I’ve been on a fair amount of tours in my time . However, there has been none more memorable than my 5 days/4nights escape to Marrakech. This trip required a fair bit of research learning about the nuances of islamic culture. Being a woman has some minor disadvantages in this part of the world but nothing to be too afraid of. Expect men to turn away from you when accepting your cash to make souvenir purchases. They communicate and deal only with men. Keep eye-to-eye contact at minimal and don’t show too much skin. When here, I had the freshest orange juice available at 2durhams a glass. Be sure to have some Morrocan Mint tea, kafta, and morrocan coffee. I’m not sure where their cuppa beans were sourced from, but the coffee here has far surpassed my expectations (better than much of Western Europe 😉
Marrakech is like no other city I’ve been to. People are different. Their life income comes from tourism. The power of NO definitely need to be upheld in Marrakech. They want tips. They will take you to extremes to get their share of tips–expect some following for a few blocks, the “japan?Korea? China? Thailand?” spiel until you answer, walking in front of you as a “pretend tour-guide” trap to get some tips, and of course there’s the over-inflated taxi ride from the airport. Be affirmative when you say No. Don’t back down from the price you offer, and travel with a french speaker. I was fortunate to have a fluent french speaking Montrealer with me to tag along with and he got us through some interesting times.
We took a night’s escapade to the Western Sahara erg desert. Erg Chebbi (Arabic: عرق الشبي) is one of Morocco’s two Saharan ergs – large dunes formed by wind-blown sand. An 11hour mini van ride away, we kept our sanity at various check points along the way—including the Kasbah and getting the chance to interact with locals who make Moroccan argan oil, real leather, and Moroccan rugs for a living.
The desert tour took us on camels just before dusk. For speedy mobility purposes, our tour guide had advised us to take off our shoes when walking through the sahara desert . He was right. Bare feet on soft sand made walking so much better. We were advised there would be no water in the desert, so we purchased some water bottles prior to the camel trek. We were told our 1 night stay will have us awake in the wee hours of the morning (4:45AM) to ride our camels during the sahara sunrise. Before the sun went down, sandboarding was an absolute must. Later, we sat in the sand looking up at the stars of the Sahara. Chatting with our tour guide, I got to learn about life living in the desert. We were so far from the world and any sense of urban life. All I could hear was the sound of the wind brushing against my linen sand-covered pants. Our phones were off, and it was too dark for camera photos. All the better to be away from technology. Instead, the six of us sat underneath on top of the sand dune looking down at our camp set-up from afar. Despite the distance, we were able to hear conversations being had from far far away. We called it the echo of the desert. On this night, I’ve never seen stars shine so bright. I was at peace.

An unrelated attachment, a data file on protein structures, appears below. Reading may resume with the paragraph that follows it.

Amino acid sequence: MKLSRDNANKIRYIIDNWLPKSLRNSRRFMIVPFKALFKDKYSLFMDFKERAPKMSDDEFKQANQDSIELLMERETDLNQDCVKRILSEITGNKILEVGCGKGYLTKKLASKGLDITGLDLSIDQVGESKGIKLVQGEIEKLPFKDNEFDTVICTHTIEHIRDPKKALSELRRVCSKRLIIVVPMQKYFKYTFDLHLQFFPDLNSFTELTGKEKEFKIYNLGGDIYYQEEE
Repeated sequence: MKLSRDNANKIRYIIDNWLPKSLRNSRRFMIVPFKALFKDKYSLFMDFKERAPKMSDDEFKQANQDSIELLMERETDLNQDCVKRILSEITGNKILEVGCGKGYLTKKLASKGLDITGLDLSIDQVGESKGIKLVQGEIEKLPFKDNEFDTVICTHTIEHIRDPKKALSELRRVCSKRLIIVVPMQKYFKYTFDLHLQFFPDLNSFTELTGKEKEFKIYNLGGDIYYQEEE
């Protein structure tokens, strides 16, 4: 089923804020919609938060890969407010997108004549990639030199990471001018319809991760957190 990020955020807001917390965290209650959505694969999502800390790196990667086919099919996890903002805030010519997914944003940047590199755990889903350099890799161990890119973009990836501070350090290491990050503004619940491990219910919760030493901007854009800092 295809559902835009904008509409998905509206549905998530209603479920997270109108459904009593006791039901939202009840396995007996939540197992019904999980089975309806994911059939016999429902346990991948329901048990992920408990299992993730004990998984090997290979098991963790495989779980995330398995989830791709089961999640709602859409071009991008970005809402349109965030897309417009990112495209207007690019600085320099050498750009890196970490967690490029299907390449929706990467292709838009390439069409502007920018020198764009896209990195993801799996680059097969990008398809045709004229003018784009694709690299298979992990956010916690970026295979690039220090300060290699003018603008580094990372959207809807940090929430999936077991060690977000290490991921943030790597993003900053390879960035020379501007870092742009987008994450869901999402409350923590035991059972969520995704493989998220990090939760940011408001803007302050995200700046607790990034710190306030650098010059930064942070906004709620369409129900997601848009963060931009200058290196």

Time: 4 nights, 5 days
Costs: £147ret from London to Marrakech
Weather/Attire: Dress conservatively. Don’t wear anything flashy. For the desert tour, be sure to bring a backpack for extra clothes and wet wipes. You will get dirty from the desert after the night.
Helpful Tips: Touch up on some French. Bring some snacks for the road.
Would I come here again? : No. Marrakech is a one-shot deal.
Sitting under the stars and camel trekking the Sahara was the highlight of my trip. It is on the list of top 25 places to see before you die. If you’re still young (or feel young), then by all means..do it! 🙂